The effect of wind forcing on modeling coastal circulation at a marine renewable test site
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Ren, Lei; Nagle, Diarmuid; Hartnett, Michael; Nash, Stephen (2017). The effect of wind forcing on modeling coastal circulation at a marine renewable test site. Energies 10 (12),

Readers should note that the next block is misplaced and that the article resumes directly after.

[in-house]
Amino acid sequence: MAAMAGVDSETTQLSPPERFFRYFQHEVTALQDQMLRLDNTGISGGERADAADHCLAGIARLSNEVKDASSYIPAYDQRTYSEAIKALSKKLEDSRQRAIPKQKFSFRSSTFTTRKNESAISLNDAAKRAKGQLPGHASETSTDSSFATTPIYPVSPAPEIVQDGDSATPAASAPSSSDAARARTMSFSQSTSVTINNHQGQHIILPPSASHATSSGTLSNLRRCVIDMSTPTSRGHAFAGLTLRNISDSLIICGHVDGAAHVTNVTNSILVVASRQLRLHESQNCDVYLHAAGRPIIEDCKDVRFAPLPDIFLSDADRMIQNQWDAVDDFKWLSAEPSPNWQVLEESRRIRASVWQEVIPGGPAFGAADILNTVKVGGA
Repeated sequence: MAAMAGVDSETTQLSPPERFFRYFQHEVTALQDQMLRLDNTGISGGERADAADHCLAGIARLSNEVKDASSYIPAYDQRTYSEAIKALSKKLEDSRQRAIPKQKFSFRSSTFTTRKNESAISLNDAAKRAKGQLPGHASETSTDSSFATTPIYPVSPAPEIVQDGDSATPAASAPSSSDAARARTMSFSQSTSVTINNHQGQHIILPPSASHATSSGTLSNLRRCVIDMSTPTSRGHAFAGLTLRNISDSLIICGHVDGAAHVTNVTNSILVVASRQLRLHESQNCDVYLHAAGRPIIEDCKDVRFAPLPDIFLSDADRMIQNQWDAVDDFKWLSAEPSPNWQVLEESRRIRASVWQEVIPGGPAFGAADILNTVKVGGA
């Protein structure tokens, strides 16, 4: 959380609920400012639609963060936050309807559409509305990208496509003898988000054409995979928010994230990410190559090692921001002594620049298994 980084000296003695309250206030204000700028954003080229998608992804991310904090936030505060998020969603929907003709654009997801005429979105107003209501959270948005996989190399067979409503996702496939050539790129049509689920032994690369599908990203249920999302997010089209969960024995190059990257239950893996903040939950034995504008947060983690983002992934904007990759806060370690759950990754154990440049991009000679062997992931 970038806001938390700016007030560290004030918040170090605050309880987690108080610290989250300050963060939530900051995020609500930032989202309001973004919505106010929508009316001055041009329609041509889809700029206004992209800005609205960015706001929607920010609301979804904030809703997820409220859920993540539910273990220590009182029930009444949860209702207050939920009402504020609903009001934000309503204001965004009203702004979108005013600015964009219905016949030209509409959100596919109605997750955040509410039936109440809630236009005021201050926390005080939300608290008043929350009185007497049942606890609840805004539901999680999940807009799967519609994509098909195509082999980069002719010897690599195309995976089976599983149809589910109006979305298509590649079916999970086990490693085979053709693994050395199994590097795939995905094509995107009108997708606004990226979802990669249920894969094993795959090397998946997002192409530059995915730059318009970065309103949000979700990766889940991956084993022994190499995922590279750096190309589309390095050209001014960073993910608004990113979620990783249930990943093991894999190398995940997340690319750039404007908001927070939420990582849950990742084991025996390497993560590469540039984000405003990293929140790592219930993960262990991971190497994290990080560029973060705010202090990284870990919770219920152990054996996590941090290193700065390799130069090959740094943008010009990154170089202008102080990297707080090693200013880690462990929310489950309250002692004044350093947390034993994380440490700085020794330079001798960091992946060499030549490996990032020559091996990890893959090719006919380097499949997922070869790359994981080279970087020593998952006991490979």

The hydrodynamic circulation in estuaries is primarily driven by tides, river inflows and surface winds. While tidal and river data can be quite easily obtained for input to hydrodynamic models, sourcing accurate surface wind data is problematic. Inaccurate wind data can lead to inaccuracies in the surface currents computed by three-dimensional hydrodynamic models. In this research, a high-resolution wind model was coupled with a three-dimensional hydrodynamic model of Galway Bay, a semi-enclosed estuary on the west coast of Ireland, to investigate the effect of wind forcing on model accuracy. Two wind-forcing conditions were investigated: (1) using wind data measured onshore on the NUI Galway campus (NUIG) and (2) using offshore wind data provided by a high resolution wind model (HR). A scenario with no wind forcing (NW) was also assessed. The onshore wind data varied with time but the speed and direction were applied across the full model domain. The modeled offshore wind fields varied with both time and space. The effect of wind forcing on modeled hydrodynamics was assessed via comparison of modeled surface currents with surface current measurements obtained from a High-Frequency (HF) radar Coastal Ocean Dynamics Applications Radar (CODAR) observation system. Results indicated that winds were most significant in simulating the north-south surface velocity component. The model using high resolution temporally-and spatially-varying wind data achieved better agreement with the CODAR surface currents than the model using the onshore wind measurements and the model without any wind forcing.